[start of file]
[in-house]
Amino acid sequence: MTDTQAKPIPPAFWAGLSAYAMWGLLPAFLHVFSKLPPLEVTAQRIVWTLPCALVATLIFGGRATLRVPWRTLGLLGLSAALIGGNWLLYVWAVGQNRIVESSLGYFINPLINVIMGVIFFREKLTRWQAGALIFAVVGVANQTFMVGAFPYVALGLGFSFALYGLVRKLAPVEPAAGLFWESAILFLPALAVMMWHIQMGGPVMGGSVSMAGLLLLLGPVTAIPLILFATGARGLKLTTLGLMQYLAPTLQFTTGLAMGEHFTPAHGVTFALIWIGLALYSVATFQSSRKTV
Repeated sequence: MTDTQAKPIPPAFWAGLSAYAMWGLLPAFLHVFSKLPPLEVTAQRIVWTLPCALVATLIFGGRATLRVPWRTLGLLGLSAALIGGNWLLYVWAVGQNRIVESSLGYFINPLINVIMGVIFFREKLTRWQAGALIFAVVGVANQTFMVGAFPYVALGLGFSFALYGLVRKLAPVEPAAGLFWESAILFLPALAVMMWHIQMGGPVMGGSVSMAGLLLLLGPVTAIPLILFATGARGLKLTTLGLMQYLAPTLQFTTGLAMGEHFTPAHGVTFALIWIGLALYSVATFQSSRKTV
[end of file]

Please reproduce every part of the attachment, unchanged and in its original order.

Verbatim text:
[in-house]
Amino acid sequence: MTDTQAKPIPPAFWAGLSAYAMWGLLPAFLHVFSKLPPLEVTAQRIVWTLPCALVATLIFGGRATLRVPWRTLGLLGLSAALIGGNWLLYVWAVGQNRIVESSLGYFINPLINVIMGVIFFREKLTRWQAGALIFAVVGVANQTFMVGAFPYVALGLGFSFALYGLVRKLAPVEPAAGLFWESAILFLPALAVMMWHIQMGGPVMGGSVSMAGLLLLLGPVTAIPLILFATGARGLKLTTLGLMQYLAPTLQFTTGLAMGEHFTPAHGVTFALIWIGLALYSVATFQSSRKTV
Repeated sequence: MTDTQAKPIPPAFWAGLSAYAMWGLLPAFLHVFSKLPPLEVTAQRIVWTLPCALVATLIFGGRATLRVPWRTLGLLGLSAALIGGNWLLYVWAVGQNRIVESSLGYFINPLINVIMGVIFFREKLTRWQAGALIFAVVGVANQTFMVGAFPYVALGLGFSFALYGLVRKLAPVEPAAGLFWESAILFLPALAVMMWHIQMGGPVMGGSVSMAGLLLLLGPVTAIPLILFATGARGLKLTTLGLMQYLAPTLQFTTGLAMGEHFTPAHGVTFALIWIGLALYSVATFQSSRKTV